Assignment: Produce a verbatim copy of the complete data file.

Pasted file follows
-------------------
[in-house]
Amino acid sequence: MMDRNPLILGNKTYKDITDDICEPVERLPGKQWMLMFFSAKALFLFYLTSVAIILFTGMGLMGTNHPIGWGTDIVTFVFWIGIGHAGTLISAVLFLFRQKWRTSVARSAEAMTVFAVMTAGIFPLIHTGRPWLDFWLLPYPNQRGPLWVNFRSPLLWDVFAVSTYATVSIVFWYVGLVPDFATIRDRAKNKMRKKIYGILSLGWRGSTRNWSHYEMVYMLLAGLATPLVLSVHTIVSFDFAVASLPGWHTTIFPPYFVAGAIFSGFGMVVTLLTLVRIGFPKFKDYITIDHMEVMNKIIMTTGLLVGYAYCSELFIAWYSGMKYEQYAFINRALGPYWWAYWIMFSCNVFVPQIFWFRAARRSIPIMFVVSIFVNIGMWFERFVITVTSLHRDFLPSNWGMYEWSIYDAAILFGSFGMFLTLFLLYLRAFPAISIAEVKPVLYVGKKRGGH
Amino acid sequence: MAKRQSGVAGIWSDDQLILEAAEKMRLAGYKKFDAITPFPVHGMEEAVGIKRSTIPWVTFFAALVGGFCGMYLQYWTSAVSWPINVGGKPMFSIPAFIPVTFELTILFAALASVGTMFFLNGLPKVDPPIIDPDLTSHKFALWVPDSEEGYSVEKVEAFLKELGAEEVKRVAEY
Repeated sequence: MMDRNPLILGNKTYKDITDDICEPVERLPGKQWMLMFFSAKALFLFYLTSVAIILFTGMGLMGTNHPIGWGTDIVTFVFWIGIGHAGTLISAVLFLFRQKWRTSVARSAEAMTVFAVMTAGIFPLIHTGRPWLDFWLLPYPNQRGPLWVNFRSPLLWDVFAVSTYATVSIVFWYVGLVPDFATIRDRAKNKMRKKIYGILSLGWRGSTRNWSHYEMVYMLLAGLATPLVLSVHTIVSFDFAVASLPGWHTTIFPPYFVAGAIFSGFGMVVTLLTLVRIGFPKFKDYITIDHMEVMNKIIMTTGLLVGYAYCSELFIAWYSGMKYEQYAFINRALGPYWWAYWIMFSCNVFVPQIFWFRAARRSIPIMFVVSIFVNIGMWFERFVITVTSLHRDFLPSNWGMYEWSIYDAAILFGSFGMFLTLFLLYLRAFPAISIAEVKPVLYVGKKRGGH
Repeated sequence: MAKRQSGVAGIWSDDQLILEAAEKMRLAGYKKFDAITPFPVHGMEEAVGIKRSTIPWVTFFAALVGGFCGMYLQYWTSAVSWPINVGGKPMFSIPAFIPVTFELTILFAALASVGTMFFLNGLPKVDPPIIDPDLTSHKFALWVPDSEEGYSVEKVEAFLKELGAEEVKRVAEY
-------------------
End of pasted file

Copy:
[in-house]
Amino acid sequence: MMDRNPLILGNKTYKDITDDICEPVERLPGKQWMLMFFSAKALFLFYLTSVAIILFTGMGLMGTNHPIGWGTDIVTFVFWIGIGHAGTLISAVLFLFRQKWRTSVARSAEAMTVFAVMTAGIFPLIHTGRPWLDFWLLPYPNQRGPLWVNFRSPLLWDVFAVSTYATVSIVFWYVGLVPDFATIRDRAKNKMRKKIYGILSLGWRGSTRNWSHYEMVYMLLAGLATPLVLSVHTIVSFDFAVASLPGWHTTIFPPYFVAGAIFSGFGMVVTLLTLVRIGFPKFKDYITIDHMEVMNKIIMTTGLLVGYAYCSELFIAWYSGMKYEQYAFINRALGPYWWAYWIMFSCNVFVPQIFWFRAARRSIPIMFVVSIFVNIGMWFERFVITVTSLHRDFLPSNWGMYEWSIYDAAILFGSFGMFLTLFLLYLRAFPAISIAEVKPVLYVGKKRGGH
Amino acid sequence: MAKRQSGVAGIWSDDQLILEAAEKMRLAGYKKFDAITPFPVHGMEEAVGIKRSTIPWVTFFAALVGGFCGMYLQYWTSAVSWPINVGGKPMFSIPAFIPVTFELTILFAALASVGTMFFLNGLPKVDPPIIDPDLTSHKFALWVPDSEEGYSVEKVEAFLKELGAEEVKRVAEY
Repeated sequence: MMDRNPLILGNKTYKDITDDICEPVERLPGKQWMLMFFSAKALFLFYLTSVAIILFTGMGLMGTNHPIGWGTDIVTFVFWIGIGHAGTLISAVLFLFRQKWRTSVARSAEAMTVFAVMTAGIFPLIHTGRPWLDFWLLPYPNQRGPLWVNFRSPLLWDVFAVSTYATVSIVFWYVGLVPDFATIRDRAKNKMRKKIYGILSLGWRGSTRNWSHYEMVYMLLAGLATPLVLSVHTIVSFDFAVASLPGWHTTIFPPYFVAGAIFSGFGMVVTLLTLVRIGFPKFKDYITIDHMEVMNKIIMTTGLLVGYAYCSELFIAWYSGMKYEQYAFINRALGPYWWAYWIMFSCNVFVPQIFWFRAARRSIPIMFVVSIFVNIGMWFERFVITVTSLHRDFLPSNWGMYEWSIYDAAILFGSFGMFLTLFLLYLRAFPAISIAEVKPVLYVGKKRGGH
Repeated sequence: MAKRQSGVAGIWSDDQLILEAAEKMRLAGYKKFDAITPFPVHGMEEAVGIKRSTIPWVTFFAALVGGFCGMYLQYWTSAVSWPINVGGKPMFSIPAFIPVTFELTILFAALASVGTMFFLNGLPKVDPPIIDPDLTSHKFALWVPDSEEGYSVEKVEAFLKELGAEEVKRVAEY